Family child care home providers as role models for children: Cause for concern?

Published online

Journal Article

Health behaviors associated with chronic disease, particularly healthy eating and regular physical activity, are important role modeling opportunities for individuals working in child care programs. Prior studies have not explored these risk factors in family child care home (FCCH) providers which care for vulnerable and at-risk populations. To address this gap, we describe the socio-demographic and health risk behavior profiles in a sample of providers (n = 166 FCCH) taken from baseline data of an ongoing cluster-randomized controlled intervention (2011-2016) in North Carolina. Data were collected during on-site visits where providers completed self-administered questionnaires (socio-demographics, physical activity, fruit and vegetable consumption, number of hours of sleep per night and perceived stress) and had their height and weight measured. A risk score (range: 0-6; 0 no risk to 6 high risk) was calculated based on how many of the following were present: not having health insurance, being overweight/obese, not meeting physical activity, fruit and vegetable, and sleep recommendations, and having high stress. Mean and frequency distributions of participant and FCCH characteristics were calculated. Close to one third (29.3%) of providers reported not having health insurance. Almost all providers (89.8%) were overweight or obese with approximately half not meeting guidelines for physical activity, fruit and vegetable consumption, and sleep. Over half reported a "high" stress score. The mean risk score was 3.39 (± 1.2), with close to half of the providers having a risk score of 4, 5 or 6 (45.7%). These results stress the need to promote the health of these important care providers.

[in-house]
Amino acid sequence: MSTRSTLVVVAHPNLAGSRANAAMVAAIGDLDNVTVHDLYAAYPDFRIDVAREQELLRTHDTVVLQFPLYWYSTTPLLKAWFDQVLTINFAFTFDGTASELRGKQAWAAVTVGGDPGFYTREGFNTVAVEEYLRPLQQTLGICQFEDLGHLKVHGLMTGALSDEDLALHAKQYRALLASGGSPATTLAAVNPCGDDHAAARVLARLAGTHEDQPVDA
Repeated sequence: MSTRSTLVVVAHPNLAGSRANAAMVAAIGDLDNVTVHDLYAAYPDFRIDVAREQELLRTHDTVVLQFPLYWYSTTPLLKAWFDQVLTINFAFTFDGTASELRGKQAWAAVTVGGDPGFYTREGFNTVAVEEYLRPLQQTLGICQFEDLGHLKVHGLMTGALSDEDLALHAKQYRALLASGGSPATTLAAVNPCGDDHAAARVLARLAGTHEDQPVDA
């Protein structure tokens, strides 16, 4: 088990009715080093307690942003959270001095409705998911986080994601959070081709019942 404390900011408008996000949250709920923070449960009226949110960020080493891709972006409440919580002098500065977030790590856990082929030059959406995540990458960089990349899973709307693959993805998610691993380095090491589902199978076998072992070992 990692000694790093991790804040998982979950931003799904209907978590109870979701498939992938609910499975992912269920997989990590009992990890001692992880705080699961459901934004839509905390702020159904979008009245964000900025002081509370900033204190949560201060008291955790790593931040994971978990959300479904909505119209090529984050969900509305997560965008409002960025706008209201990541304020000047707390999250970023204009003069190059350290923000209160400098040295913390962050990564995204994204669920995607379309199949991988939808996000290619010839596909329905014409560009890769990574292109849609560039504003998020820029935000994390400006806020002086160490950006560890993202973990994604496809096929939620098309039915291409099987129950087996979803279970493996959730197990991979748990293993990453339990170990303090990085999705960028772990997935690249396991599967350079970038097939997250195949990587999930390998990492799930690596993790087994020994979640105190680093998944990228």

Full Text

Duke Authors

Cited Authors

  • Tovar, A; Vaughn, AE; Grummon, A; Burney, R; Erinosho, T; Østbye, T; Ward, DS

Published Date

  • March 2017

Published In

Volume / Issue

  • 5 /

Start / End Page

  • 308 - 313

PubMed ID

  • 28239538

Pubmed Central ID

  • 28239538

International Standard Serial Number (ISSN)

  • 2211-3355

Digital Object Identifier (DOI)

  • 10.1016/j.pmedr.2016.11.010

Language

  • eng

Conference Location

  • United States